Background Treating osteoarticular infections is difficult.
Purpose To evaluate professional practise, we studied the effect of a multidisciplinary staff meeting on the quality of antibiotic treatment in an orthopaedic surgery care unit.
Materials and Methods Via the coding process, we retrospectively studied patients hospitalised for osteoarticular infections (diabetic foot excluded) in the orthopaedic care unit of a general hospital in France. We compared antibiotic treatment conformity to good practise (bacteriology, dose, length of treatment, time taken to implementing microbiology report), length of hospitalisation and 6 month-outcome, for patients with osteoarticular infections, before (March 2007 to March 2009) and after (March 2009 to March 2011).implementation of the multidisciplinary staff meeting.
Results 85 patients were selected and 77 files were examined. Fifty-five medical records were actively devoted to osteoarticular infection and all of them were analysed: this worked out at 30 patients (32 infections) before the staff meetings and 26 patients (28 infections) after the staff meetings had started. Staff meeting decisions were reported in medical files in 72% of cases. Before staff meetings were instituted, antibiotic treatment was changed in 47% of cases, versus 96% since establishment of the staff meeting (p < 0.0001). Dose was optimum in 72% of infections before staff meetings were instituted, versus 89% afterwards (P = 0.11) and length of antibiotic treatment conformed to recommendations in 41% of infections before staff meetings, versus 86% after staff meetings had begun (P = 0,0005). The average time to respond to an antibiogram decreased from 2 days before staff meetings to 1.7 days after staff meeting (P = 0.43), and length of hospitalisation was 19.8 days before staff meetings versus 23.1 days after (P = 0.49). Recovery at 6 months accounted for 62% of patients before staff meetings, versus 76% after staff meetings (P = 0.35) and failure at 6 months concerned 29% of infections before staff meetings versus 24% after their institution (P = 0.75).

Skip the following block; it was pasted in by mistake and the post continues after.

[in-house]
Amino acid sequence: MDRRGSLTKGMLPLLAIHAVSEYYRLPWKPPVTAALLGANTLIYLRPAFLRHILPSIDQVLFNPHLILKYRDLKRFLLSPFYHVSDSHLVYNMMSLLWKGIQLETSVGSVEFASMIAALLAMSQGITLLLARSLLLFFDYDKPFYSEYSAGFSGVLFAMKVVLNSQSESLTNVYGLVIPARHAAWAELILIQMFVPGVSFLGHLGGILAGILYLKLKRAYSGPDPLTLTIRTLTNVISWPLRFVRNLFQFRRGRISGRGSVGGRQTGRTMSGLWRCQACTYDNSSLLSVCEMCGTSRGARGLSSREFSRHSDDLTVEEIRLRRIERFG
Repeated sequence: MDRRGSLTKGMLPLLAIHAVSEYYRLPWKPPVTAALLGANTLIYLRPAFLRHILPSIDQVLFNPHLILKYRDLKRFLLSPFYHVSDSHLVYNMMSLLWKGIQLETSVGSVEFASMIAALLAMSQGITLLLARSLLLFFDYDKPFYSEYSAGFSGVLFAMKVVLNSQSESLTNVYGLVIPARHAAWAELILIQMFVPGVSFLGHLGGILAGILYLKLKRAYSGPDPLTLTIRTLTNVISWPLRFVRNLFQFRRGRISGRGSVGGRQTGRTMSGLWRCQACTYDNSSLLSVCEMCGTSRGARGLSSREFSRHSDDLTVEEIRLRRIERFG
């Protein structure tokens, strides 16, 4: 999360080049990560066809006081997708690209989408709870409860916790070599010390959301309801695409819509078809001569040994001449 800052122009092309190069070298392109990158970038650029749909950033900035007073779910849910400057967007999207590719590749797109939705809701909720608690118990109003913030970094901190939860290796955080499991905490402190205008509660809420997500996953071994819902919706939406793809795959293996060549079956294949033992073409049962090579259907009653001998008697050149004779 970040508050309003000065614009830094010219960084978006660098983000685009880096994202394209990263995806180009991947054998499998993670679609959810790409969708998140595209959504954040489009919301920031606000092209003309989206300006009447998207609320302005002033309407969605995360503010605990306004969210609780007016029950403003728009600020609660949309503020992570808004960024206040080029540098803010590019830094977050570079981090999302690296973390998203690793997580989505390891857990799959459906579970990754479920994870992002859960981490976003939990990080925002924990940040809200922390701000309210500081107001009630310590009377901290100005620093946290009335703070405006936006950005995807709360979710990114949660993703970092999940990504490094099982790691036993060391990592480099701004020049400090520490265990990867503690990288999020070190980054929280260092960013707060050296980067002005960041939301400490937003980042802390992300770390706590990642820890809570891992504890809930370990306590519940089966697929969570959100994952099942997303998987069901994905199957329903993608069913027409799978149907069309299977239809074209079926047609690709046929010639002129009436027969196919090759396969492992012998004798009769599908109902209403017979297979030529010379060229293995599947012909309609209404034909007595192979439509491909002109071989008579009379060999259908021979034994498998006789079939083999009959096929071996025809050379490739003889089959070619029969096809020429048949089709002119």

Conclusions Since the beginning of multidisciplinary staff meeting in our orthopaedic surgery care unit, antibiotic treatment has significantly improved concerning spectrum and duration of treatment (p ≤ 0.0005). With this limited sample, clinical impact at 6 months was not significant.
No conflict of interest.
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